The company was disbanded after September 1945.[31]

Postwar[edit]

The Renfrewshire Fortress Engineers were reformed in the TA in 1947 as 102 Construction Regiment, RE, with the following organisation:[35]

  • HQ at Paisley
  • 238 Construction Squadron
  • 243 Construction Squadron
  • 276 Construction Squadron
  • 540 Plant Squadron

The regiment was assigned to 20 Engineer Group in Scottish Command.[35][36] 243 Construction Squadron was converted into the independent 243 (Rutherglen) Bomb Disposal Sqn in 1950, but was disbanded in 1967.[35][37] 276 Construction Sqn was converted into a Plant Sqn in 1956 and transferred to 143 Plant Regiment.[35][38]

In 1961, 102 Regiment was reorganised as 102 (Renfrew) Corps Engineer Regiment, RE. 276 Sqn returned as a Field Squadron and 540 converted to a Field Park Squadron, while 238 Construction Sqn became an independent squadron at Glasgow.[35][37][38][39]

When the TA was reduced in 1967 the regiment became 102 (Clyde) Fd Sqn RE (V) in the TAVR,[35][38] its HQ remained at Paisley and it formed part of 71 (Scottish) Engineer Regiment. In 1999, 71 (Scottish) Engineer Regt merged with 72 and 76 Engineer Regts with the new unit titled 71 Engineer Regiment (Volunteers). Following the amalgamation of 71, 72 and 76 Engr Regts, 102 (Clyde) Fd Sqn RE (V) was an Air Support Squadron, providing military engineering and infrastructure support to the Royal Air Force, since the Strategic Defence and Security Review 2010, the Squadron has been named 102 Field Squadron Royal Engineers and is based at Anzio Lines, Paisley, as a plant squadron and part of 71 Engineer Regiment.[40][41]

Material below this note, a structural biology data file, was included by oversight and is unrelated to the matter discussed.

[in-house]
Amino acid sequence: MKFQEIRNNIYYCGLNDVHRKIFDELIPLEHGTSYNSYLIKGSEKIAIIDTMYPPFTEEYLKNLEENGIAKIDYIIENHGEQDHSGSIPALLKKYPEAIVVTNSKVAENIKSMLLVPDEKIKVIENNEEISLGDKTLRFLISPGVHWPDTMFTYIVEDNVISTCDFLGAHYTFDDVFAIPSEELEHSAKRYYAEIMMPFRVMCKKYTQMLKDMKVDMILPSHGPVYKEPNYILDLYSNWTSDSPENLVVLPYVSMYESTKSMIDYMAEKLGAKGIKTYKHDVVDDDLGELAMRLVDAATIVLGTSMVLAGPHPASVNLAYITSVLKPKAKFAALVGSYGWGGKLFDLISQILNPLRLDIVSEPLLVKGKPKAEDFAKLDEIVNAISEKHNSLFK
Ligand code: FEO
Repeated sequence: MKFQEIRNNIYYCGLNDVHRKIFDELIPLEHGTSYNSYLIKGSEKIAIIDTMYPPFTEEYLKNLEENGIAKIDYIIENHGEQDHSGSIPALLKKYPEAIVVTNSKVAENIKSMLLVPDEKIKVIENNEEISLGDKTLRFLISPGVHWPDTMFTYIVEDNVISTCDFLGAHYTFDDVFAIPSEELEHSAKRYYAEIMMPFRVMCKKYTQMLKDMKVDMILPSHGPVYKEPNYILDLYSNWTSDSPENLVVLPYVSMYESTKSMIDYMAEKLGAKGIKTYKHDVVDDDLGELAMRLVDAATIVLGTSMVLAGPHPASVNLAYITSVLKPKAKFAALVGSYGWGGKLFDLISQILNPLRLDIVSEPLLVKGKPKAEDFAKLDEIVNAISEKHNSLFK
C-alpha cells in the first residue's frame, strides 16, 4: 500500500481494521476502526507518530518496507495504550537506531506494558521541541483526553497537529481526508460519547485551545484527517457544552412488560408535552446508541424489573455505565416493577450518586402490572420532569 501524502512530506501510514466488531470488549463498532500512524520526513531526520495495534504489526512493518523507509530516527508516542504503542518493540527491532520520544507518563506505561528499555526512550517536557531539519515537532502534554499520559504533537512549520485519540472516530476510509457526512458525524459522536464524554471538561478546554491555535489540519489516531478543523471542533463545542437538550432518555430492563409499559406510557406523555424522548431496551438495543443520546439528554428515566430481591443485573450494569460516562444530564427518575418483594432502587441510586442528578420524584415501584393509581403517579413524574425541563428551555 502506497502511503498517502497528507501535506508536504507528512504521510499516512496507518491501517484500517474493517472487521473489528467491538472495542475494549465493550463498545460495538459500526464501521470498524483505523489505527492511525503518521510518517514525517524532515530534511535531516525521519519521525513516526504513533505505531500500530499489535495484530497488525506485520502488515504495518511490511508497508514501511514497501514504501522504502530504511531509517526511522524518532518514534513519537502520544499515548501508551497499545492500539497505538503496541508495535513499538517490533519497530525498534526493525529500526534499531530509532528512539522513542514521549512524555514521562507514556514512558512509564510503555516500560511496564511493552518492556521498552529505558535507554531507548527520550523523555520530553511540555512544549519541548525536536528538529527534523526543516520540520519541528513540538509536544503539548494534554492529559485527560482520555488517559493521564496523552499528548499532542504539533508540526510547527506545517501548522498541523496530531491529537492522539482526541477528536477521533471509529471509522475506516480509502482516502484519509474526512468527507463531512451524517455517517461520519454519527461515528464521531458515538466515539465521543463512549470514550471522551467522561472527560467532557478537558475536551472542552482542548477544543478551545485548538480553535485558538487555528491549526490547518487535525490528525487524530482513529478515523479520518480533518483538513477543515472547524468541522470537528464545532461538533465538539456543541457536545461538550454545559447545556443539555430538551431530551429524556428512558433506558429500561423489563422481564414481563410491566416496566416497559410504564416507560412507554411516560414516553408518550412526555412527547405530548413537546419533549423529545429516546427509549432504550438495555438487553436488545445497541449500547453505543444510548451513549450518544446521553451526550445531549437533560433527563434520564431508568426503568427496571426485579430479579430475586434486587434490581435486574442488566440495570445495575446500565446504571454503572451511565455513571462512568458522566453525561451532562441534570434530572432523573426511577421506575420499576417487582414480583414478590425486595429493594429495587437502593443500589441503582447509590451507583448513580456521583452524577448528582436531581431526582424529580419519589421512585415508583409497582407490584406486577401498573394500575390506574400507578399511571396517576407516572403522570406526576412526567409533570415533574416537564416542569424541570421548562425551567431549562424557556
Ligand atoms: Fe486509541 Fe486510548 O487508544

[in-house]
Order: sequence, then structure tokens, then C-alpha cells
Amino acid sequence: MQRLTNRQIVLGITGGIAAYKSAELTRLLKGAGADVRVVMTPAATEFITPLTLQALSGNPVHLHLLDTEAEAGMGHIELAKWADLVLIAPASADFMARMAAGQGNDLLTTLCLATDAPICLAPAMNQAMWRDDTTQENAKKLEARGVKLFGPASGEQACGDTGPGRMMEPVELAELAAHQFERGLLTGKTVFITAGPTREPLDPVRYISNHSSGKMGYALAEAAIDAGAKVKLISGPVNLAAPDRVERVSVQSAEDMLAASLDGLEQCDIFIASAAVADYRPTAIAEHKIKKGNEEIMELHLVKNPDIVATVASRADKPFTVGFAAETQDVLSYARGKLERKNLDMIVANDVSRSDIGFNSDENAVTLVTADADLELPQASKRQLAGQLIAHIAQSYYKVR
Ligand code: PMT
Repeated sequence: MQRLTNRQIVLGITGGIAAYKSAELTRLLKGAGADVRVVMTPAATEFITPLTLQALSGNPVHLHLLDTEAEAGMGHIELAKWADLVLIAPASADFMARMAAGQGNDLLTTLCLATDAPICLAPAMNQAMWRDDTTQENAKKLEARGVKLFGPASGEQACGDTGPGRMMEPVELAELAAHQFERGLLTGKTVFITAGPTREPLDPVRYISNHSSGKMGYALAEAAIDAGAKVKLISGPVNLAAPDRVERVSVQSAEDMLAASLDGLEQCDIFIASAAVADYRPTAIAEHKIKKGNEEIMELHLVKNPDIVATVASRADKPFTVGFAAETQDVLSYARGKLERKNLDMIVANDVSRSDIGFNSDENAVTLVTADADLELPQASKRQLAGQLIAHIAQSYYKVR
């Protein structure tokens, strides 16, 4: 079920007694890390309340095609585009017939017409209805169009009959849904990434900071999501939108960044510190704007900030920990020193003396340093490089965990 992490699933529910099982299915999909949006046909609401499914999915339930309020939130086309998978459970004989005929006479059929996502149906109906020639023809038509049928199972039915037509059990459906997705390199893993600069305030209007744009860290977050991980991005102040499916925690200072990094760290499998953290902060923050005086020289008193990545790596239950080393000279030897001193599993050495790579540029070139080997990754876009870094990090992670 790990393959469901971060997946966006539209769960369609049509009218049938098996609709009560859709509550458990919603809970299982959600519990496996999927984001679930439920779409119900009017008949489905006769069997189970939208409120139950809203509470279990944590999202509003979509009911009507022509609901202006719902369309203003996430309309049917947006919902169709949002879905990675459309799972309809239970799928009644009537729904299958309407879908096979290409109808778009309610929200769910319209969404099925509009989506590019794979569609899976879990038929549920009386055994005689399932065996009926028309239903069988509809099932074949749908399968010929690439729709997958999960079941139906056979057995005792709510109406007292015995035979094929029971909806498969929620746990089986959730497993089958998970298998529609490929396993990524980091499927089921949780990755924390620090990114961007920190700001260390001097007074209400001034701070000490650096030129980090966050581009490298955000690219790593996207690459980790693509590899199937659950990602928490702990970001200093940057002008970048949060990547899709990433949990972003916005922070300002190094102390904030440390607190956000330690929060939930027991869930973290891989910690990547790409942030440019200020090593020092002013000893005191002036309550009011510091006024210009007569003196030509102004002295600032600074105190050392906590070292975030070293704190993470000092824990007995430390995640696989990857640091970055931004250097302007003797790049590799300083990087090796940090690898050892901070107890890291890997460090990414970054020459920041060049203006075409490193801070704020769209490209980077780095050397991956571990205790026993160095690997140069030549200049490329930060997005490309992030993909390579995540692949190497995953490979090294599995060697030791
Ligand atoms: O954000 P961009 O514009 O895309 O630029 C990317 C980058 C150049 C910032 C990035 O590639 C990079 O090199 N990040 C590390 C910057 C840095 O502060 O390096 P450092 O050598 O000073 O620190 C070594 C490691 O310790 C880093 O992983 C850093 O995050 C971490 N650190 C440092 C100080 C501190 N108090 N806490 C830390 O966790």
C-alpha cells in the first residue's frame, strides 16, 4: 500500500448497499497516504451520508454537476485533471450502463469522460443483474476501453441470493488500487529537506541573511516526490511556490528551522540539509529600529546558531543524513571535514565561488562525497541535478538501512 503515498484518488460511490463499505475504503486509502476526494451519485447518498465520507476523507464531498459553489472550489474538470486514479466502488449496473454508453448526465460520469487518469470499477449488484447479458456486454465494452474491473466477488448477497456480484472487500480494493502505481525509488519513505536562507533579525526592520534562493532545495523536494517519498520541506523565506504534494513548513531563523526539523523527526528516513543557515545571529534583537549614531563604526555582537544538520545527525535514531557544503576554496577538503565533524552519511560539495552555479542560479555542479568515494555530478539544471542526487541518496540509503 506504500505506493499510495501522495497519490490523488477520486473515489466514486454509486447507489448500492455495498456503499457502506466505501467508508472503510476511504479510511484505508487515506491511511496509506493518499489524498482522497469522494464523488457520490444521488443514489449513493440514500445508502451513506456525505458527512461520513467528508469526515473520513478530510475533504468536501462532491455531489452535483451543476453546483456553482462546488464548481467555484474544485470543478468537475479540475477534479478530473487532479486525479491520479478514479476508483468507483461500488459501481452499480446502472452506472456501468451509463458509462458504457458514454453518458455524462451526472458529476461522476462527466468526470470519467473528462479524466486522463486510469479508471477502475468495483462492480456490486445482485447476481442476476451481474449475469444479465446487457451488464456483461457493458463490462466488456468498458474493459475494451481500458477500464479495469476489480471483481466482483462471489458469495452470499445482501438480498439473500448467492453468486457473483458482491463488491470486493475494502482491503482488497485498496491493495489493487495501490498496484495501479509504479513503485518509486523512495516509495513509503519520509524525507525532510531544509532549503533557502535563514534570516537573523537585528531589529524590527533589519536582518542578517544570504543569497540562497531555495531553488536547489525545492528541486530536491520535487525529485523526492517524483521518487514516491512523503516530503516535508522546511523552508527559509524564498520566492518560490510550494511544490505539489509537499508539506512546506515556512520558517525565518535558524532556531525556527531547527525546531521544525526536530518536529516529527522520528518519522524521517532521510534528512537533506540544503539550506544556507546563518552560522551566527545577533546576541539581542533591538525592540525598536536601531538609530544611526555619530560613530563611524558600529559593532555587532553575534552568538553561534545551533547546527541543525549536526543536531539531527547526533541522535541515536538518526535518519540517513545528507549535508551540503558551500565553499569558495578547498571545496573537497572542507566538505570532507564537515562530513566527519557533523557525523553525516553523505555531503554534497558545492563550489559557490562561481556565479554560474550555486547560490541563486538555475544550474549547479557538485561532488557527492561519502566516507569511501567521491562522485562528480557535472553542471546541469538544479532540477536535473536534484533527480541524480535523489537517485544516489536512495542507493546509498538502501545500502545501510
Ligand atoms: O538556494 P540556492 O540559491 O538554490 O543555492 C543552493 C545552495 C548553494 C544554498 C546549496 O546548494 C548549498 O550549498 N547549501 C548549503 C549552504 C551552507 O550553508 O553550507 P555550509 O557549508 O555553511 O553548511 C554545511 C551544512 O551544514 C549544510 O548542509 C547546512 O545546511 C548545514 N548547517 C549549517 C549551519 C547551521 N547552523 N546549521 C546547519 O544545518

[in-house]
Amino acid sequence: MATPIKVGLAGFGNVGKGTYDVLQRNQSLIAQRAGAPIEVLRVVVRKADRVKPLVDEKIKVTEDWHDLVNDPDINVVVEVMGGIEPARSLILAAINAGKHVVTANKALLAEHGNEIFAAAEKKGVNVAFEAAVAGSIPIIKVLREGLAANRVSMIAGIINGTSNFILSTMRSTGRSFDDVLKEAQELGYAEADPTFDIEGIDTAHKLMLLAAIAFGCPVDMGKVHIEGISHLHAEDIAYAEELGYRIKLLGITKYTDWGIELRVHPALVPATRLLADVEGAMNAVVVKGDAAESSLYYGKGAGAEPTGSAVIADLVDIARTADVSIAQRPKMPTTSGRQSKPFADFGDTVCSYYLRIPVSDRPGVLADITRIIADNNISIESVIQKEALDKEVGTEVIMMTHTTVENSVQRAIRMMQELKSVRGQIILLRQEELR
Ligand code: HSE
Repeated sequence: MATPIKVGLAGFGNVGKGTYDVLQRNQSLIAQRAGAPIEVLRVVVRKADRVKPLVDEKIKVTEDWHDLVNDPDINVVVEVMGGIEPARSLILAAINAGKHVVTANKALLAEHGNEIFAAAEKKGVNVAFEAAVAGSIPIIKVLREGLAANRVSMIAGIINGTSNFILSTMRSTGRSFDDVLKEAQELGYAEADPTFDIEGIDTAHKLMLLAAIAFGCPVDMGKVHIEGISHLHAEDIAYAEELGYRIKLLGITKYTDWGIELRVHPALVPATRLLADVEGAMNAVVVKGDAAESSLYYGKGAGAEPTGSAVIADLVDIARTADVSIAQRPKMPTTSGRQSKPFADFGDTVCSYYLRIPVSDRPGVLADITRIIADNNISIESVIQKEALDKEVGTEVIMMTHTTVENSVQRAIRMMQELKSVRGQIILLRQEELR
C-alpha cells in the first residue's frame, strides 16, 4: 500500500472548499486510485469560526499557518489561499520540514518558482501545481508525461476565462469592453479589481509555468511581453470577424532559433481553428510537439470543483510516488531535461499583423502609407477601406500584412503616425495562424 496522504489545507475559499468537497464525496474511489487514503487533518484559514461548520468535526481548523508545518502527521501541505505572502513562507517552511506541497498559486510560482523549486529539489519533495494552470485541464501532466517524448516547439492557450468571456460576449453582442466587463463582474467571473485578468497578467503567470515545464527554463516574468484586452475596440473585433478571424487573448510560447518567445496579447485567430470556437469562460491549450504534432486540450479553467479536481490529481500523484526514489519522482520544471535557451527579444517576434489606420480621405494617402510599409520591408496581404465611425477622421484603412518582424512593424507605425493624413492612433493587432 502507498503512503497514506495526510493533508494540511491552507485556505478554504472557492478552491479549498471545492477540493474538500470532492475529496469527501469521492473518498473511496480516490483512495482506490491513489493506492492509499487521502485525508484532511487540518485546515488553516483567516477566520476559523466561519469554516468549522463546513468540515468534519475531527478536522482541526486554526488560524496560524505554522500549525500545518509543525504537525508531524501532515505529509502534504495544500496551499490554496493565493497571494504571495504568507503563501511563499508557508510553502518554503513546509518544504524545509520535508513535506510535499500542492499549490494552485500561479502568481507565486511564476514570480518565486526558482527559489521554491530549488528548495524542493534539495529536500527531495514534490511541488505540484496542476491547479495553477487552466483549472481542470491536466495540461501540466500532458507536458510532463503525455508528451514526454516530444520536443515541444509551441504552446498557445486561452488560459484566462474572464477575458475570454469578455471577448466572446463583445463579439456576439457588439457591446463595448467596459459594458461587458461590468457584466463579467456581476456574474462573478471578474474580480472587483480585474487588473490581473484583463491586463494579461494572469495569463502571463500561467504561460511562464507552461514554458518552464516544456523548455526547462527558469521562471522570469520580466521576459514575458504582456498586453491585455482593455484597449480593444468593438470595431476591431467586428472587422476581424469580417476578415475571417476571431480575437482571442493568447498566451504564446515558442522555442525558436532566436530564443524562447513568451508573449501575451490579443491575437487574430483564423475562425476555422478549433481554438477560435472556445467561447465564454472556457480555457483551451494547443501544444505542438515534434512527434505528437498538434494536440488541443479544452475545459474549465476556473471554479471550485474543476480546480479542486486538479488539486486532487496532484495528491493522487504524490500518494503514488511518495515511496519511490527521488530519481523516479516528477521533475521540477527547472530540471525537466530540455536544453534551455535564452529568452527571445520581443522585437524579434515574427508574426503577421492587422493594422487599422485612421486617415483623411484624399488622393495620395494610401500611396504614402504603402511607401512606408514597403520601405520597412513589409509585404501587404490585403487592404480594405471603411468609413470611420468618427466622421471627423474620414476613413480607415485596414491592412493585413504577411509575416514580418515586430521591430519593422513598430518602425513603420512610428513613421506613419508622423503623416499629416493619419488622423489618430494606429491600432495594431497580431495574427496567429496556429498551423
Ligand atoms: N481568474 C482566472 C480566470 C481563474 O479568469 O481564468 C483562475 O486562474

Honorary Commandant[edit]

The following officers were appointed Honorary Commandant of the Clyde Submarine Miners:

  • Brigadier-General Sir Donald Matheson, KCB, VD, commander of the Clyde Volunteer Brigade, appointed 25 February 1888.[7][42][43][44]
  • Colonel Edward Malcolm, CB, 16th Laird of Poltalloch, appointed 29 May 1901.[8][45]

Notes[edit]

  1. ^ Beckett, pp. 184–5.
  2. ^ Short et al., pp. 1–4.
  3. ^ Westlake, p. 10.
  4. ^ Fort Matilda at Secret Scotland
  5. ^ a b Westlake, pp. 15–6.
  6. ^ Monthly Army List, December 1880.
  7. ^ a b Monthly Army List, January 1899.
  8. ^ a b Quarterly Army List October 1907.
  9. ^ London Gazette, 20 March 1908.
  10. ^ Monthly Army List, August 1914.
  11. ^ a b c Richard A. Rinaldi, Royal Engineers, World War I.
  12. ^ Becke, Pt 2b, p. 6.
  13. ^ Discussion of RE TF units at Great War Forum.
  14. ^ a b RE Museum list of WWI unit war diaries.
  15. ^ a b Becke, Pt 2b, pp. 93 & 97.
  16. ^ a b c d e f g h i Becke, Pt 1, pp. 57–63.
  17. ^ Edmonds, pp. 427–9.
  18. ^ Edmonds, pp. 437–41.
  19. ^ Edmonds, pp. 449–51.
  20. ^ Lee, p. 221–2.
  21. ^ Wolff, p. 236.
  22. ^ Pernes British Cemetery at CWGC.